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Shahid Khan withdraws offer to purchase Wembley from English FA

Julien Laurens offers his thoughts on why the English FA wanted to sell Wembley Stadium to Shahid Khan.
The FC crew break down England's stunning win at Spain, and Jon Champion explains why the rest of Europe should take notice of the Three Lions.

Shahid Khan has withdrawn an offer to purchase Wembley Stadium in London from the Football Association of England, the organisation said on Wednesday.

Khan, the owner of Premier League club Fulham and the NFL's Jacksonville Jaguars, had reportedly proposed paying £600 million ($790 million) for the venue, which FA chief executive Martin Glenn said was a "very credible offer."

But a number of concerns cast a shadow over Khan's proposal, including those raised by former Fulham assistant director of football operations Craig Kline regarding "systematic corruption" related to moving both Fulham and the Jaguars to the venue.

"At a recent meeting with Mr. Khan, he expressed to us that, without stronger support from within the game, his offer is being seen as more divisive than it was anticipated to be and has decided to withdraw his proposal," Glenn said in a statement.

"Wembley Stadium is an iconic venue that is revered around world and it will continue to thrive under the ownership and direction of The FA."

The FA decided last week that it would need to convene a special board meeting, scheduled for Oct. 24, to deliberate and potentially vote on the sale of Wembley.

Khan acknowledged the divisive response to his bid in his own statement and said he would give thought to making another bid in the future.

"I've been clear publicly, as well as in my correspondence with the FA Council, that it would require a proper partnership, with the full and enthusiastic commitment of all involved, to maximise the benefits to the FA and [the] game of football by way of 100 percent private ownership of Wembley Stadium," Khan said.

"At this moment, following last week's FA Council hearing, it appears there is no definitive mandate to sell Wembley and my current proposal, subsequently, would earn the backing of only a slim majority of the FA Council -- well short of the conclusive margin that the FA chairman has required."

The FA intended to use the funds raised from the sale of the stadium, which was redeveloped and reopened in 2007, to support the sport at the grassroots level, developing facilities around the country.

But a public consultation of 22,500 people, including club and league officials, referees, adult and youth players, coaches, volunteers and members of the general public, did not believe that selling the stadium would be in the organisation's best interests, according to a study reviewed last week by the Associated Press.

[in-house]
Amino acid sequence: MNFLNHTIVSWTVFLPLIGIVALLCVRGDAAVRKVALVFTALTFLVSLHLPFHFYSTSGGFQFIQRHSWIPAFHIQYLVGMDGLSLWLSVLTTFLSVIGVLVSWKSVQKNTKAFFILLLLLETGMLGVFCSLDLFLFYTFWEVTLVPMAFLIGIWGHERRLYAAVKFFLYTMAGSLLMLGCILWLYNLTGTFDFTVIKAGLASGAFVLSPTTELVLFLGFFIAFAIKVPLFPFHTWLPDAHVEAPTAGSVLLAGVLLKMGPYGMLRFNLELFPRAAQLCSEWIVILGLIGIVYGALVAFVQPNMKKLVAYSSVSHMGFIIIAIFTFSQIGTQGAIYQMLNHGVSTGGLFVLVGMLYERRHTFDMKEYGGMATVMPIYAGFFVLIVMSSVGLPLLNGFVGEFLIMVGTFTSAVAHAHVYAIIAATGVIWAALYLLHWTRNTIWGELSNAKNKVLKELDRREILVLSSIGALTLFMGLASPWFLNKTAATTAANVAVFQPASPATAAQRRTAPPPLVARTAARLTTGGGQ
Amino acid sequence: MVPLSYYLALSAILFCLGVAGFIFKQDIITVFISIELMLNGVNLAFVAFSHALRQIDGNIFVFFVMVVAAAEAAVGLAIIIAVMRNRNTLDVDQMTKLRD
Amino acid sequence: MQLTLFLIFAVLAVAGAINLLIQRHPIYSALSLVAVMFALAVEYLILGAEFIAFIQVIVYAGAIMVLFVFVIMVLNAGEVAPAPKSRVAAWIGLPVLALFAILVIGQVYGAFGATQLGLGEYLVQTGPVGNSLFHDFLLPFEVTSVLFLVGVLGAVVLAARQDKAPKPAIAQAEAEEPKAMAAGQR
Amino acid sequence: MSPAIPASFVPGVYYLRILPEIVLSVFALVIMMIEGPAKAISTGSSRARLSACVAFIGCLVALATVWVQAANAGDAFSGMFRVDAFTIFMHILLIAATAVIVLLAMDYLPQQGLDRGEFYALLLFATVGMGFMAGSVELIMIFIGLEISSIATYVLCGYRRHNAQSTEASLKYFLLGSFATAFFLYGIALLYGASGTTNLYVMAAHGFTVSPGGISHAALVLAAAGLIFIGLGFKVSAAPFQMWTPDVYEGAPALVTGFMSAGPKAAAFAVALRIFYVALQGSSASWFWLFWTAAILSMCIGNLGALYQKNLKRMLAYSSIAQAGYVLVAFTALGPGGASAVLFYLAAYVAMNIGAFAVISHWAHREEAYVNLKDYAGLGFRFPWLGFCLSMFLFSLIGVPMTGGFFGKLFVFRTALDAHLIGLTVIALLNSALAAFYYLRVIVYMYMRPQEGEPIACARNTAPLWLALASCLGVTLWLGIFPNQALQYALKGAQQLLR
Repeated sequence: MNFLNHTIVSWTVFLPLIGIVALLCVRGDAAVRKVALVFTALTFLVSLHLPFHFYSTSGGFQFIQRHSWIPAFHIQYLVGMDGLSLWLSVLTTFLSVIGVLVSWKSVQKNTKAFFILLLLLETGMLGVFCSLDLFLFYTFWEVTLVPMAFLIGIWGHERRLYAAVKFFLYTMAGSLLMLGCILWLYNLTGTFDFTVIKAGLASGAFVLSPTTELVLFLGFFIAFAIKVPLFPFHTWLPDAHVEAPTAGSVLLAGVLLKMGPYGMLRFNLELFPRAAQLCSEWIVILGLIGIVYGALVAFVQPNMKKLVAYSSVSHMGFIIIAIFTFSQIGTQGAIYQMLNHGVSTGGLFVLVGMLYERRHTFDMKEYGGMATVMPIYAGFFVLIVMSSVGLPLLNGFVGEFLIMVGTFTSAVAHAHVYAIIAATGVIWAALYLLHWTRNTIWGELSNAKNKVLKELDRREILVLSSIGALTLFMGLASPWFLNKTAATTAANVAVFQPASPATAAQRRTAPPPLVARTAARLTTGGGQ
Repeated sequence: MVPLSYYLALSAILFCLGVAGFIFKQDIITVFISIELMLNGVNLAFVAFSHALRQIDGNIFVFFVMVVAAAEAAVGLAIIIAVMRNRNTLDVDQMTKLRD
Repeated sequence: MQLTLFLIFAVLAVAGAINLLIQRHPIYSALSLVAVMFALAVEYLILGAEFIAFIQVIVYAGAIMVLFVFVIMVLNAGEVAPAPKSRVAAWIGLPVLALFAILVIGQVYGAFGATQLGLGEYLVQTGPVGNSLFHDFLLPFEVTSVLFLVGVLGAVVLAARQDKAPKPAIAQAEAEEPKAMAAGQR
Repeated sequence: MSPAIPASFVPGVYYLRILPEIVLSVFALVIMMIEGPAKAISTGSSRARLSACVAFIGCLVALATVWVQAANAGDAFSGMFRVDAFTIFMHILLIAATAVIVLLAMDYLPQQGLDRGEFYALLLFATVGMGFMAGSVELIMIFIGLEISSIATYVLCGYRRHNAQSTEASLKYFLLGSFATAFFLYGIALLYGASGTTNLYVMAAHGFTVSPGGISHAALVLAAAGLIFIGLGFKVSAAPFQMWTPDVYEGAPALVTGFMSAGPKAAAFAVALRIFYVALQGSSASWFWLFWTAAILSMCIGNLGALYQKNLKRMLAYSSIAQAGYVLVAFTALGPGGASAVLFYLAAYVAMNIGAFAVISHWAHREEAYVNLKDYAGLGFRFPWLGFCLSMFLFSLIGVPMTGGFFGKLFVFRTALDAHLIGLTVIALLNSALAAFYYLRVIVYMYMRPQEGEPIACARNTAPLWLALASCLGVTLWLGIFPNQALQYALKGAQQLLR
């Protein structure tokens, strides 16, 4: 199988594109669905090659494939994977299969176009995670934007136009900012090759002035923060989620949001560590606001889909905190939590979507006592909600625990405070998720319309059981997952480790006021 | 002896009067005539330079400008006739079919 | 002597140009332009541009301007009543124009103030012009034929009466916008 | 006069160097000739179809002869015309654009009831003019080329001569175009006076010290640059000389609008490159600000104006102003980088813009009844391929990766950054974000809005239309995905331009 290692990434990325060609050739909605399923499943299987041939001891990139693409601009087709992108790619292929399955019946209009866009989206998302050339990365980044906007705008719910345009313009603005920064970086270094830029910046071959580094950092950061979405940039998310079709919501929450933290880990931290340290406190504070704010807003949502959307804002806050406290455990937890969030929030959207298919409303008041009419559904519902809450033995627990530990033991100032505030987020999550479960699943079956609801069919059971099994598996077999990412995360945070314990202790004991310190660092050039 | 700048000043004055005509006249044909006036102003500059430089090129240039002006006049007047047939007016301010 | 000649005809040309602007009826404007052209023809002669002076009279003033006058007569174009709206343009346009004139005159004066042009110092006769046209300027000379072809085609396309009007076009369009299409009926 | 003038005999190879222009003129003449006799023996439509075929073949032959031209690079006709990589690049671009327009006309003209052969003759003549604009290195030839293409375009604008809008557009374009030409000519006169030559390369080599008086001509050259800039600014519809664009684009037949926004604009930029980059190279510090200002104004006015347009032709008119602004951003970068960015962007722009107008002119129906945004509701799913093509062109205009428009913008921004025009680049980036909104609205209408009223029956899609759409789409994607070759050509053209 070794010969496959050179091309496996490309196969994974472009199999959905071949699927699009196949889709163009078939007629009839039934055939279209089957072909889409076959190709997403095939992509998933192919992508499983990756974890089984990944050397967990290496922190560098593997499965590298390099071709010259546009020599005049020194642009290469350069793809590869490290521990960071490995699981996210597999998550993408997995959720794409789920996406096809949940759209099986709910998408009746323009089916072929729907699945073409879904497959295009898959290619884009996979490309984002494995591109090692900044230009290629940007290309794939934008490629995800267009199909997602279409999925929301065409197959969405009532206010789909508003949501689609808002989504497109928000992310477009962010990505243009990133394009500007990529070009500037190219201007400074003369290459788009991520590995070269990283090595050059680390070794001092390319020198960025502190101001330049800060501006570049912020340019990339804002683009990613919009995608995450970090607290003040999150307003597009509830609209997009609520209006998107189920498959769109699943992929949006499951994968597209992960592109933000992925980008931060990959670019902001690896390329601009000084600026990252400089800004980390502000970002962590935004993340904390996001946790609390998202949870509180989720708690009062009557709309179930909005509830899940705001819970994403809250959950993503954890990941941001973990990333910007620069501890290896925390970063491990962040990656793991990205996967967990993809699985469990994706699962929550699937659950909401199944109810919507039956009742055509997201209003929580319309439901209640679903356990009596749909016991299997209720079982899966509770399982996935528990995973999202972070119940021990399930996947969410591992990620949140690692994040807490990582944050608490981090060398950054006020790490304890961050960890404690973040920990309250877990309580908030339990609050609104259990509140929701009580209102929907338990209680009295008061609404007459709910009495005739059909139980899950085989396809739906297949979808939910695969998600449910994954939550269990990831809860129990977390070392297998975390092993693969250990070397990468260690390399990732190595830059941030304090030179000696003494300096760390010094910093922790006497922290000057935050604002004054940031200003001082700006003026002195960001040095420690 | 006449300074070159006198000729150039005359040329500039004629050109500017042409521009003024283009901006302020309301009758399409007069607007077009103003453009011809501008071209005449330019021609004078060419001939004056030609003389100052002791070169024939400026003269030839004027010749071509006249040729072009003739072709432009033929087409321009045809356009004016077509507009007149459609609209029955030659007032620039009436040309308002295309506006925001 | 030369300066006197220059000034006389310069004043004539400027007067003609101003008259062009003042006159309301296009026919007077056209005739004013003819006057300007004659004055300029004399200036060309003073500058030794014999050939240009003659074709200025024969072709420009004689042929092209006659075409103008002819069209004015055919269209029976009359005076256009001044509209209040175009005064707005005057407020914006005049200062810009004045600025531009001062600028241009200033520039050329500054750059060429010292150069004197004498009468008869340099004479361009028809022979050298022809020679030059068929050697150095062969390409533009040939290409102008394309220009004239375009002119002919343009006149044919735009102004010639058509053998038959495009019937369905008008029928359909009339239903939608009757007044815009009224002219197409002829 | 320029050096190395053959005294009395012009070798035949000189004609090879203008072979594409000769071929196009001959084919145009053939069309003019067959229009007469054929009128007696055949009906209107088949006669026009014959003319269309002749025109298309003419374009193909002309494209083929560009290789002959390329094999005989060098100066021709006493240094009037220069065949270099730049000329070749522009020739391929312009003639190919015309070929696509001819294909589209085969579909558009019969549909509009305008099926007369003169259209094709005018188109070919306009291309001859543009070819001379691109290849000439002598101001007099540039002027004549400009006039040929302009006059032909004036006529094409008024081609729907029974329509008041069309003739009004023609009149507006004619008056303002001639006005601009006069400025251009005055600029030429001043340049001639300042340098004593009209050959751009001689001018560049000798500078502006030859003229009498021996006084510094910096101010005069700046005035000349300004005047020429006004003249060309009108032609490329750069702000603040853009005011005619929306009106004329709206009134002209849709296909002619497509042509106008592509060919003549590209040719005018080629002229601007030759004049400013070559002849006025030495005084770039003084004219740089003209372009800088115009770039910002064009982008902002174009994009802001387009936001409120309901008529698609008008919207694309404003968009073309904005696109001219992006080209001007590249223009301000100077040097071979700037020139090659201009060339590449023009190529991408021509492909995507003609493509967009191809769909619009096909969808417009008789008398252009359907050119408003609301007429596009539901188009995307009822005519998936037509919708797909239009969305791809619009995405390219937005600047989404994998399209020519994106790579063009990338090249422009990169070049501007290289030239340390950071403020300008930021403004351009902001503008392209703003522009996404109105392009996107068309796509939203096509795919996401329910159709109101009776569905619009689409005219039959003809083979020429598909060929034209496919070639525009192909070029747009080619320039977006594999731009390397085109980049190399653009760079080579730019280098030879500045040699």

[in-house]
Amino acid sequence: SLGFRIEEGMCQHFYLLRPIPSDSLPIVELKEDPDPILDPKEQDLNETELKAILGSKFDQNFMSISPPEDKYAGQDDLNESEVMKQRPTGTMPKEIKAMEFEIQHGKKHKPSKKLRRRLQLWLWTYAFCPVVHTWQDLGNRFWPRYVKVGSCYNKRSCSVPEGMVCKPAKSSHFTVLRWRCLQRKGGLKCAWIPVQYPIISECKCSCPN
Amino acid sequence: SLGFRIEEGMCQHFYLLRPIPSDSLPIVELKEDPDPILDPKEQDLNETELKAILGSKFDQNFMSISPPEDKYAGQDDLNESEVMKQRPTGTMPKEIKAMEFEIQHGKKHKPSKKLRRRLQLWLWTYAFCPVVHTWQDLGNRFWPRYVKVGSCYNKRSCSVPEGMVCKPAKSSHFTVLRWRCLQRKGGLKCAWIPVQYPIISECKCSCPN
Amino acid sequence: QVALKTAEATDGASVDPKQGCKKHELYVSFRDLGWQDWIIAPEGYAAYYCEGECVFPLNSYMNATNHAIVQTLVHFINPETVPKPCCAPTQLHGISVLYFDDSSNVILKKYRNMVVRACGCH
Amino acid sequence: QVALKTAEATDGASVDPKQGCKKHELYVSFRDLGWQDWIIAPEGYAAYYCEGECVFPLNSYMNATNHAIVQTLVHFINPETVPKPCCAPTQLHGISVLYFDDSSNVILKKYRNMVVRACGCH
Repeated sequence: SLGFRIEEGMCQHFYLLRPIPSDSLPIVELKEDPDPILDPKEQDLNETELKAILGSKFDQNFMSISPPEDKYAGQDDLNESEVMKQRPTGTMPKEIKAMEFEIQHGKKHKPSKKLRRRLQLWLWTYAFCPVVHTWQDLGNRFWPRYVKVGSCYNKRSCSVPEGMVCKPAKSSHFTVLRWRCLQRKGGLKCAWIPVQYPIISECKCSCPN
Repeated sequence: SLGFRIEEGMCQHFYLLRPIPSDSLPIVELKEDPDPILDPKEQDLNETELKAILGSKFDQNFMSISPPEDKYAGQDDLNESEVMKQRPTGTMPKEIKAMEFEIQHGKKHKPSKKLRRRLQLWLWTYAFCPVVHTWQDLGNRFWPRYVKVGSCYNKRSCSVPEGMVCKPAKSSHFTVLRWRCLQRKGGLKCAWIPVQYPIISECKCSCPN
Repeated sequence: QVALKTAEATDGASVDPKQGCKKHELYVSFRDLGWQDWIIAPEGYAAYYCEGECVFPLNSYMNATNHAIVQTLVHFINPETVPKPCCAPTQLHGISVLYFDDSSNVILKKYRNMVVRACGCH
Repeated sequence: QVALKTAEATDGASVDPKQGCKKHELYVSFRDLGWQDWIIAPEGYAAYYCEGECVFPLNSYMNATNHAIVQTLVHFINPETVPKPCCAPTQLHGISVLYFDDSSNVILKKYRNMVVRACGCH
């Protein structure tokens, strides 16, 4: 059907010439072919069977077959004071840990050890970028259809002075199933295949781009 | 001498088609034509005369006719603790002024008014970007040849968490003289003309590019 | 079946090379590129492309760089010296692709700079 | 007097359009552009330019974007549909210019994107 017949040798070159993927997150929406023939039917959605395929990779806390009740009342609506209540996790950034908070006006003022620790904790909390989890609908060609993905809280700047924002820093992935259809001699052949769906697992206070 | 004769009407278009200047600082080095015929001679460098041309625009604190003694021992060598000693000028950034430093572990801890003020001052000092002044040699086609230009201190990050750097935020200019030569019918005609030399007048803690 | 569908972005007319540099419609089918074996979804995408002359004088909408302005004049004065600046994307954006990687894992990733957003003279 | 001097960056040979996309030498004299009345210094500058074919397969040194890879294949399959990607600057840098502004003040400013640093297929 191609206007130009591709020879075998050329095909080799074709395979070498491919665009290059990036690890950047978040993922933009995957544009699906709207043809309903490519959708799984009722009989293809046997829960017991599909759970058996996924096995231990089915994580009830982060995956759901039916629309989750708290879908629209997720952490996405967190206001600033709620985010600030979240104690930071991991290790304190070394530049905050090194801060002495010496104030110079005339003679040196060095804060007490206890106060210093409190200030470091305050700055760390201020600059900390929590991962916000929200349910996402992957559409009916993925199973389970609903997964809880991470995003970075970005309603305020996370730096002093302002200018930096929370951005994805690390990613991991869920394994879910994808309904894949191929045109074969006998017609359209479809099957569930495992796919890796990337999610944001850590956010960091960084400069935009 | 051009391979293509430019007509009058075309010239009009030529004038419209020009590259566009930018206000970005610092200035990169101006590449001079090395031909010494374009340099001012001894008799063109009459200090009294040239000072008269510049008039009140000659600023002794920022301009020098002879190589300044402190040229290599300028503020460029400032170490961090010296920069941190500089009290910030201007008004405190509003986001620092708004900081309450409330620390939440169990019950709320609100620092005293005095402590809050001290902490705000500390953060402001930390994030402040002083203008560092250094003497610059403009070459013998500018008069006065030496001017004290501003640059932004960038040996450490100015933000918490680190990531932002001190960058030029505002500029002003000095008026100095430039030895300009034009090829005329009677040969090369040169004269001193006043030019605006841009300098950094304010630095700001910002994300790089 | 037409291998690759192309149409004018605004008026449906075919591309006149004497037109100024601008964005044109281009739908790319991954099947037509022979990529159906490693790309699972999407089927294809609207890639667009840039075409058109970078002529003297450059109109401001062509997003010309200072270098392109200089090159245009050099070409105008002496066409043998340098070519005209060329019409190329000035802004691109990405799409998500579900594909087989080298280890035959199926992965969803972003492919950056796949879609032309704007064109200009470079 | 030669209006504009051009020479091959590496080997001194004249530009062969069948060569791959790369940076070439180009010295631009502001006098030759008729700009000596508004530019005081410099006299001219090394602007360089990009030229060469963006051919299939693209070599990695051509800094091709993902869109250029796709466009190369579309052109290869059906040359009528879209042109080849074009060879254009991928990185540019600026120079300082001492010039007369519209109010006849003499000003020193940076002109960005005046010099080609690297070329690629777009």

"There has been much deliberation on both sides of this debate and it has undoubtedly raised awareness of the issue that community football facilities in England need significant investment," Glenn said.

Khan hoped to complete the purchase within three months of making the offer in April and insisted English football's marquee events, such as the League Cup and the FA Cup finals, would continue to be held at the stadium, but a number of obstacles prevented his goal from being realised.

Among those were claims that Kline, a longtime friend of Khan's son, Tony, posted on Twitter earlier this month that he was willing to prove to the FA that there was rampant corruption surrounding Khan's offer. Those tweets, directed to the FA and since deleted, included claims Khan intended to demolish Craven Cottage, Fulham's longtime home, and redevelop the site as housing.

The FA said it would investigate the claims, which Khan and Fulham vehemently denied, calling them "ongoing nonsense and bogus."

Khan, who has owned the Jaguars since 2012 and Fulham since 2013, said he trusts the FA will continue to own and operate Wembley in the public's benefit.

"Wembley Stadium is indeed a national treasure, one I would care for and respect for generations," Khan said. "I recognise the passion many people have for Wembley and what it means to English football and will be willing to re-engage with the FA on this matter under proper circumstances."

The withdrawal of Khan's offer looks like good news for Tottenham Hotspur, who have designed their new stadium with NFL in mind and would be able to offer a purpose-built home if a London-based franchise was ever established.

Khan could have provided competition if he had taken control of Wembley, which already hosts NFL games, so there may be some relief at Spurs that the proposed deal has fallen through.

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